Monday, August 20, 2007

The Underpainting

The Underpainting is the brainchild of Mr. Brian Michael Roff, who has regaled us before with his backing band The Deer but who takes on a somewhat new guise here with the help of various friends on guitar, drums, viola, “singing saw,” piano, and bass. This instrumentation provides a rounded-out country sound, reminiscent of Bonnie Prince Billy’s later works with less of the try-hard “wizened old prophet” factor, or Iron & Wine on a higher-protein diet. The songs are honest, with none of the bombastic NASCAR arena-country of mainstream country-western, nor the deliberate freak-folk of Devendra Banhart or Animal Collective.

The strongest (and longest) track here is In the Analog Woods, which begins with the memorable line “Got a splinter in my toe from a Popsicle stick; that’s what I get for being such a memorable prick,” then slowly builds into what feels like an epic celebration of avoiding the digital frontier. For at least three minutes, Brian joyfully belts out the lines “the photographer pines, trees turn into tines…it’s all rather good to be in those woods, caught up in the trees with a bellyful of bees.” The piano-driven ballad On What It Means to Disconnect is also a highlight of this 10-song disc, as is the angry tension of Saddest Thing.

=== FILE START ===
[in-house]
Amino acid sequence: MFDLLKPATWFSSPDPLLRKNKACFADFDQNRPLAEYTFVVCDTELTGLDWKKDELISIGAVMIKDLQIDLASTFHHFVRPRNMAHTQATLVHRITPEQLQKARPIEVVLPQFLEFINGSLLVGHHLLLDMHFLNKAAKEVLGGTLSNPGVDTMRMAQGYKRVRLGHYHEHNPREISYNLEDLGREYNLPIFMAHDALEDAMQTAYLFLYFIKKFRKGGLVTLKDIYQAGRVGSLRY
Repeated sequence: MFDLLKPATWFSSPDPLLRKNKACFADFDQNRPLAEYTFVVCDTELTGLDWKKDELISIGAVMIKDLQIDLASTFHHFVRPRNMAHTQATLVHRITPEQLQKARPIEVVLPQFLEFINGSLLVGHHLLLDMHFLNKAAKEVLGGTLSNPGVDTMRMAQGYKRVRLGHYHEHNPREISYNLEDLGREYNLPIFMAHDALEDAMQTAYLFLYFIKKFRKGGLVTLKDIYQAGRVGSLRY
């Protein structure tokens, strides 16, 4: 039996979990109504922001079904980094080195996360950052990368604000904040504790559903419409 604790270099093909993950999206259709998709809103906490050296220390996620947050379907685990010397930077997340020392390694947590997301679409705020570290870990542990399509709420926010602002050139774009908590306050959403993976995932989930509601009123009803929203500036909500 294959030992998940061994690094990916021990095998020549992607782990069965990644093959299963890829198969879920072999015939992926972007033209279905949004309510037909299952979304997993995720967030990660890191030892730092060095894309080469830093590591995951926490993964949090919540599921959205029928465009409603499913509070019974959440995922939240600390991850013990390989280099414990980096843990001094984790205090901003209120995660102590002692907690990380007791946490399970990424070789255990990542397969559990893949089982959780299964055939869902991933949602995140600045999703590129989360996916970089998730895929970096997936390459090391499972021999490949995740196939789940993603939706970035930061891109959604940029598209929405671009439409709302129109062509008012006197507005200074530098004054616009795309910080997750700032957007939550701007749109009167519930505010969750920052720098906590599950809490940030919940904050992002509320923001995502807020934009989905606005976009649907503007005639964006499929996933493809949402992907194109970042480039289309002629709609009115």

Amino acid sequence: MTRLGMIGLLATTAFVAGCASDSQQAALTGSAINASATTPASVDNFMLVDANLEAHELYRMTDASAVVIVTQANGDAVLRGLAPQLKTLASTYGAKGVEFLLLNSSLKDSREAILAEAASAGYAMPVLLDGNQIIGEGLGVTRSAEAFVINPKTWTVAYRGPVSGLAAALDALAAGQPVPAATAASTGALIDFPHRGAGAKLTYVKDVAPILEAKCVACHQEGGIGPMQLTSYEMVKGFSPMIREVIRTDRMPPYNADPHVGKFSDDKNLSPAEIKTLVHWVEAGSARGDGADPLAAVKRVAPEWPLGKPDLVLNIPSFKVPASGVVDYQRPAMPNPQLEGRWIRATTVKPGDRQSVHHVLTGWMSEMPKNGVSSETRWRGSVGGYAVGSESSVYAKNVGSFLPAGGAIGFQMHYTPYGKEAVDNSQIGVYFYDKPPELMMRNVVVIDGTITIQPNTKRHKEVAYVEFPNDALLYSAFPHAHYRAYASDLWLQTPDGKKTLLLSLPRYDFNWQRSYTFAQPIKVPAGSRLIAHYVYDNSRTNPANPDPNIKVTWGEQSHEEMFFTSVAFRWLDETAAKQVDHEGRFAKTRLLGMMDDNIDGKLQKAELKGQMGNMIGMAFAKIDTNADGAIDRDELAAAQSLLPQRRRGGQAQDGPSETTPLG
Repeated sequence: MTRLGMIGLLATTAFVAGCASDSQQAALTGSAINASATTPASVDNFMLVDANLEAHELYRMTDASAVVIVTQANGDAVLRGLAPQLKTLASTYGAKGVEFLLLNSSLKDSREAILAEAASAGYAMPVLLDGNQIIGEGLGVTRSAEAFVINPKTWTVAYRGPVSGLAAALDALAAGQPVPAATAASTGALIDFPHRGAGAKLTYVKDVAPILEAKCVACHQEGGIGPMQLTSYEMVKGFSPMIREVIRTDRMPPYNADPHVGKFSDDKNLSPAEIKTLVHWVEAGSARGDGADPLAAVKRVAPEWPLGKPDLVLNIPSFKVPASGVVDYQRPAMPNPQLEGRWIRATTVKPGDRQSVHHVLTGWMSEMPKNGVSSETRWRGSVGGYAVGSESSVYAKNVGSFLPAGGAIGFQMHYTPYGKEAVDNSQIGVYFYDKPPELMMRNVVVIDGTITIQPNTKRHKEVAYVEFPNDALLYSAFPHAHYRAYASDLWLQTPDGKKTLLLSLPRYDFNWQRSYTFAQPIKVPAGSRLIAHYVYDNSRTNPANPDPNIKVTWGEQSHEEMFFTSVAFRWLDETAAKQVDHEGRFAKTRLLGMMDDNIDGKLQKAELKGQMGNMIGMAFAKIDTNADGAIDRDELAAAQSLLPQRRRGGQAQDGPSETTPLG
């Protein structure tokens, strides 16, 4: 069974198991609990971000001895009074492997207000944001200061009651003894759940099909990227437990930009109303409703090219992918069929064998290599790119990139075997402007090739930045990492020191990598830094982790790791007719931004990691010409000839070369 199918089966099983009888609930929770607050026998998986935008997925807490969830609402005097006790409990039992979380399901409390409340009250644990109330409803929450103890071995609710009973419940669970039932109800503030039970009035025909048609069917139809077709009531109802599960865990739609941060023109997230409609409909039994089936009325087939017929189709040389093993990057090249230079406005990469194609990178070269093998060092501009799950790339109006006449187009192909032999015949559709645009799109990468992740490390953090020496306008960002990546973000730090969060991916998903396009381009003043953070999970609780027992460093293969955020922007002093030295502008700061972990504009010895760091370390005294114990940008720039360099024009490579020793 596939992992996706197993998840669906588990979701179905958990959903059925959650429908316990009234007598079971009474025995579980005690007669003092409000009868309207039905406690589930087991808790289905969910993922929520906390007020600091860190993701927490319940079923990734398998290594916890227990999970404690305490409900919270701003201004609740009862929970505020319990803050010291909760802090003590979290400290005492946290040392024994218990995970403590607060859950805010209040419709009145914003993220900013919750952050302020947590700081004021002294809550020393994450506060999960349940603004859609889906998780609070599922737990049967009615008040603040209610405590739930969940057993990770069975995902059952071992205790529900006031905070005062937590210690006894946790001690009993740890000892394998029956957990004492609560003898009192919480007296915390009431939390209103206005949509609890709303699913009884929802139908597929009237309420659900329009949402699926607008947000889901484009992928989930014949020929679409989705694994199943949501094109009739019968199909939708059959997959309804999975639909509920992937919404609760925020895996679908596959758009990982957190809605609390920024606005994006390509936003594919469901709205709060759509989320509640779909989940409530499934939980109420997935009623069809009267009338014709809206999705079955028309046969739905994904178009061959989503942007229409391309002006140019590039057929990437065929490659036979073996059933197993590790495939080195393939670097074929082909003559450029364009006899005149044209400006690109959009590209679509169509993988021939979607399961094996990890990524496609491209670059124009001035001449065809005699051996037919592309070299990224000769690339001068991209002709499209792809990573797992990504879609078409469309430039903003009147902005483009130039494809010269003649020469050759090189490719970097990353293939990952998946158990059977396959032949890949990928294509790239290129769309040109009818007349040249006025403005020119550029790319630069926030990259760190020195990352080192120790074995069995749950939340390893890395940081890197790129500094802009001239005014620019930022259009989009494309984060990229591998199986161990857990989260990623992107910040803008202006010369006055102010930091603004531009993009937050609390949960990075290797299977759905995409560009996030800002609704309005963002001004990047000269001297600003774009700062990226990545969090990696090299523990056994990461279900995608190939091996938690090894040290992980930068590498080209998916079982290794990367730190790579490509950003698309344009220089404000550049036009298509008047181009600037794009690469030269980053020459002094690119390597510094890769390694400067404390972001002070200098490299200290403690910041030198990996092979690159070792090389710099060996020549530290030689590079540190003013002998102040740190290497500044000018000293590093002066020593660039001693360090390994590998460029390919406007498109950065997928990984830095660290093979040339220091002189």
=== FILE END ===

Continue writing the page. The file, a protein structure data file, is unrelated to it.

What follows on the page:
Despite these high points, this album is destined to be the simple pleasure of a few. The lack of any pretension of mainstream hit potential or tangible hipster angle seems acknowledged through the low-key profile of its conception and promotion. Recorded in Leominster, Massachusetts – hardly the epicentre of any identifiable “scene,” it was released frugally in May this year as a limited edition of 150, through a joint venture between Catbird Records and Tower of Song Records (home of TW Walsh and the Soft Drugs). The cover art by Matthew Feyld features a simple but brilliant etching of a creature that looks like McDonald’s Grimace with the condensed face of Steve Buscemi, and the extensive use of what appears to be the Silom font (at least on the promo version) is a hock-ptooey in the face of slick graphic design majors. Those 150 souls who brave Buscemi Grimace and Silom to harness a copy of this release will be rewarded over time, as repeated listening provides a gradual appreciation of its lyrical and musical offerings. Like a Van Gogh hidden under a 1950s painting of kids with tattered striped shirts and gigantic eyes, the Underpainting reveals itself over time. (Tower of Song Records & Catbird Records) (Jim Ebenhoh)